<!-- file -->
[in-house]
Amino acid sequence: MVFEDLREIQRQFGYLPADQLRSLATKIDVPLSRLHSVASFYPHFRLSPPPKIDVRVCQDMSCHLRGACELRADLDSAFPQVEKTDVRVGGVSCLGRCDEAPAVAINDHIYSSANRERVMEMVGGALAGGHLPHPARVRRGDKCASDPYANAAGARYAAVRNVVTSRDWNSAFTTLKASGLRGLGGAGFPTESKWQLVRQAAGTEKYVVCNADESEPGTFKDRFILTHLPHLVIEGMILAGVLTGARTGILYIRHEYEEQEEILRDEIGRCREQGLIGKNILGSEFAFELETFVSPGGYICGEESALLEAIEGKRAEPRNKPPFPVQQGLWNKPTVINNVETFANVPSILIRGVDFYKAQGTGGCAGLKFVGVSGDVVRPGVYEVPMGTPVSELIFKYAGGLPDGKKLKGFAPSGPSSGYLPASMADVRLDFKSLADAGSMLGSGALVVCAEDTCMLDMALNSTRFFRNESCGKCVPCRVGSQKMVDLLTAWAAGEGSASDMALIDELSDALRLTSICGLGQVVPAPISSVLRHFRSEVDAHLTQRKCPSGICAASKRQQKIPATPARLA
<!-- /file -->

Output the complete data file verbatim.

[in-house]
Amino acid sequence: MVFEDLREIQRQFGYLPADQLRSLATKIDVPLSRLHSVASFYPHFRLSPPPKIDVRVCQDMSCHLRGACELRADLDSAFPQVEKTDVRVGGVSCLGRCDEAPAVAINDHIYSSANRERVMEMVGGALAGGHLPHPARVRRGDKCASDPYANAAGARYAAVRNVVTSRDWNSAFTTLKASGLRGLGGAGFPTESKWQLVRQAAGTEKYVVCNADESEPGTFKDRFILTHLPHLVIEGMILAGVLTGARTGILYIRHEYEEQEEILRDEIGRCREQGLIGKNILGSEFAFELETFVSPGGYICGEESALLEAIEGKRAEPRNKPPFPVQQGLWNKPTVINNVETFANVPSILIRGVDFYKAQGTGGCAGLKFVGVSGDVVRPGVYEVPMGTPVSELIFKYAGGLPDGKKLKGFAPSGPSSGYLPASMADVRLDFKSLADAGSMLGSGALVVCAEDTCMLDMALNSTRFFRNESCGKCVPCRVGSQKMVDLLTAWAAGEGSASDMALIDELSDALRLTSICGLGQVVPAPISSVLRHFRSEVDAHLTQRKCPSGICAASKRQQKIPATPARLA